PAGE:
The Vickerman Company must maintain timely deliveries for its holiday decorations, so the CEO gets hands-on
Remember how hard it was to wait for the holidays as a kid? We’re not kids anymore, but it seems like no one wants to wait for anything. With new, one-day delivery models through eBay, Google and Amazon in major hub cities, their competitors — and vendors — need to respond to new customer expectations for speed.
The owners of a holiday décor manufacturer and distributor founded and headquartered in Norwood Young America anticipated such demands years ago. Here in this semi-rural, west metro city of fewer than 4,000 people, they have a slogan: “The town that knows how to celebrate.” Vickerman Company relies on celebration every day.
The real magic of their season hinges on maximizing their investment in an ERP (enterprise resource planning) system that integrates nearly every aspect of their business e-commerce with distribution, finance and customer relationship management (CRM) software. Since 2004, this investment has allowed Vickerman Company to grow sales an average of 21% each year while adding employees at a rate of 13% per year. To better understand the challenges and develop the necessary solutions, CEO Randy Schuster spends time each year, personally pulling orders and shipping product. As a result, the solutions they developed match the specific needs of their business.
“We actually discovered better ways to do things by experiencing the work in the warehouse ourselves,” said Schuster. “We asked, ‘Why do we do it this way?’ and we made improvements by talking to our employees.”
Instead of manual pick tickets in the warehouse, fulfillment requests are routed to employees electronically to tablets using internally-developed software, with details that include the most efficient routes through the warehouse and images that help with order accuracy. In 2004, Vickerman shipped its first order from a retailer direct to a consumer. That year, they shipped 39 orders per day on average during peak season. Last year they averaged 747 per day, with a peak daily volume of 2,200 shipments. For 2015, they are planning for 25% growth in order volume.
Peter Vickerman and Randy Schuster both grew up and worked in family businesses. The roots of their company began in the 1940s when Peter’s grandfather started a business selling holiday lights. Peter learned the business from his father, and the two worked together through the ‘80s. When Peter started his own venture, his father joined him as a partner with Randy Schuster as their CPA. Randy became a partner and CEO to form Vickerman Co. in 2004.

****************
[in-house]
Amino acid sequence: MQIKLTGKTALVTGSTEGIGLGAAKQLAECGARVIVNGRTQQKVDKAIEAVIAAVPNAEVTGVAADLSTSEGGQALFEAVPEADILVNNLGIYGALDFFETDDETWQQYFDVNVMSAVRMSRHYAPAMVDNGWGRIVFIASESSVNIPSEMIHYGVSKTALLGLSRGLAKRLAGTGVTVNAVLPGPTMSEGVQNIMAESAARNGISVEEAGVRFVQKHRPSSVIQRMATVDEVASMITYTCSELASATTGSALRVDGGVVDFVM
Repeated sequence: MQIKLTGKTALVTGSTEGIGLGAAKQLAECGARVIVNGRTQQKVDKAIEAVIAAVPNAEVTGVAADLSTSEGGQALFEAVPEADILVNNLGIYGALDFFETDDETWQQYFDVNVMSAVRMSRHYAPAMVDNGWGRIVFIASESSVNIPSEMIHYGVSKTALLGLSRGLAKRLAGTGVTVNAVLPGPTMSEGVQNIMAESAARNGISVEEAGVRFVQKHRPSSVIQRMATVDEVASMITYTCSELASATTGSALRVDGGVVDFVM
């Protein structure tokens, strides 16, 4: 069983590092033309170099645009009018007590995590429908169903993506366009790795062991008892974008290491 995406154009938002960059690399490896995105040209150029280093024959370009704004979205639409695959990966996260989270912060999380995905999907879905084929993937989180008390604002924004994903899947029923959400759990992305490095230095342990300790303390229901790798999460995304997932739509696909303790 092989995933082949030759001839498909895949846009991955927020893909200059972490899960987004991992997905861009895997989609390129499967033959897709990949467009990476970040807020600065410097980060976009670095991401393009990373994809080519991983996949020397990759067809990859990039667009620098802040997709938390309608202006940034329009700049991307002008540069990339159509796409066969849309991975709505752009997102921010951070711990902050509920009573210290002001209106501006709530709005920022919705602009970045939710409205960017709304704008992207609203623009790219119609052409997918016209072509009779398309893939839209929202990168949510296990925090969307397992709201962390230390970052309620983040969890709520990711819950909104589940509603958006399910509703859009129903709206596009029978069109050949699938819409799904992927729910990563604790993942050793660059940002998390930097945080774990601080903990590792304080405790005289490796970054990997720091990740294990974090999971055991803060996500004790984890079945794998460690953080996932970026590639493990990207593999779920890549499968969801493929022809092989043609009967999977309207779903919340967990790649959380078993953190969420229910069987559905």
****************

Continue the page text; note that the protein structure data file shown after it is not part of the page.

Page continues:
Today, Vickerman Co. customers range from boutique designers to mega-retailers like Amazon as well as corporations and cities that need large-scale seasonal décor. The company has showrooms for its LED light displays, giant artificial trees and shatterproof ornaments in Minneapolis, Atlanta, Dallas and Los Angeles.
About 65% of sales now come directly through e-commerce with 35% of product sales to traditional retailers. More than half of their revenue comes in the last three months of the year, so they have learned to manage inventory and storage with precision. At the same busy time, they are taking new orders for the following year.
To anticipate trends and maintain quality control, Peter and Randy travel to China personally each spring to inspect and order most of their product line as well as find and select suppliers. “We are committed to knowing and seeking ways that we can improve, and we leverage technology constantly,” Peter said. He focuses on sales, purchasing and product development while Randy oversees operations, finance and administration.
About 10% of the company’s revenue comes from non-seasonal decorative trees and plants, an area they hope to grow. This is another example of the company’s success, an understanding that they can’t rest on their laurels while the ways of business change around them. Vickerman Co. shows that it’s ok to be grounded in a Midwestern, German work ethic, but you can work smarter and faster instead of harder to meet new demands.